Each year since 2006, on May 17, the World Hypertension League (WHL), in close partnership with the International Society of Hypertension (ISH) and other organizations, has hosted World Hypertension Day (WHD). For the five-year period 2013-2018, the theme of WHD will be ‘Know Your Numbers’, with the goal of increasing high blood pressure awareness in all populations around the world.
This decision was based on the global statistics, indicating that only 50% of those with hypertension were aware they actually had it, and that only a few populations had an awareness rate of more than 75%. And in some populations, awareness is very low – less than 10%.
High blood pressure, or hypertension has been called the “silent killer”, because it often has no warning signs or symptoms, and many people do not even know they have it. Over time, the constant pressure overload causes accumulating damage that eventually becomes more than your circulatory system can handle, often leading to serious health problems.
It is very important that you know and monitor your blood pressure.
Lifestyle changes can really help to lower your blood pressure. For example, you can work on eating a healthy diet with lots of fruits and vegetables to take care of any nutritional deficiencies, and to eat less salt. This, together with reducing high fat and calorie laden foods, can help you reach and maintain a healthy weight. Another way to lower your blood pressure is to increase the amount of exercise you do. Routinely exercising not only helps to lower your blood pressure, but may give you more energy, and is a great way to reduce stress. Finally, reducing or better still, quitting smoking, and limiting your daily amounts of alcohol (2 drinks for men, 1 drink for women), are also great ways to get your blood pressure heading into the healthy range.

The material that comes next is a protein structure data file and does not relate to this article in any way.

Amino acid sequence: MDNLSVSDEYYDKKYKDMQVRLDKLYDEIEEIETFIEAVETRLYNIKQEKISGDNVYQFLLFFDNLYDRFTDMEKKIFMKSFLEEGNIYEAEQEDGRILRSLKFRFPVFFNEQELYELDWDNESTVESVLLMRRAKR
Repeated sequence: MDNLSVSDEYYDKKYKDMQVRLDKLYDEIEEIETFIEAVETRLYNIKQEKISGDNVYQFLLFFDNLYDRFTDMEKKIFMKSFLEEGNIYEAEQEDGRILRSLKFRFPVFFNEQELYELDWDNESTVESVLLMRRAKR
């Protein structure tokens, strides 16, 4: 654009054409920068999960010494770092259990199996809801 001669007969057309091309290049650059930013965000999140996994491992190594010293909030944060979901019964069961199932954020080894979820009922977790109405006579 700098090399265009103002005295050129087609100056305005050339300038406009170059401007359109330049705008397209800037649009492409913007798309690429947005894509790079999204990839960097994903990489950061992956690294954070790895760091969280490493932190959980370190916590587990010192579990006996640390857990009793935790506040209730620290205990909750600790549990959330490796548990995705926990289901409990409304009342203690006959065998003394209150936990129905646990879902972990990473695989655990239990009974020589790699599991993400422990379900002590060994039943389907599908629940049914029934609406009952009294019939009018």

As an adult, it is a good idea to ask your doctor to check your blood pressure one or two times a year if you think you may be at increased risk for any of the reasons described above. That way, you will know early on in the course of the disease, and be able to take steps to minimize your risk for other illnesses.
Dr. Rosmond Adams, MD is a medical doctor and a public health specialist with training in bioethics and ethical issues in medicine, the life sciences and research. He is a lecturer of medical ethics.
He is the Head of Health Information, Communicable Disease and Emergency Response at the Caribbean Public Health Agency (CARPHA). He is also a member of the World Health Organization Global Coordination Mechanism on the Prevention and Control of NCDs.
(The views expressed here are not written on behalf of CARPHA nor the WHO). You may contact him at;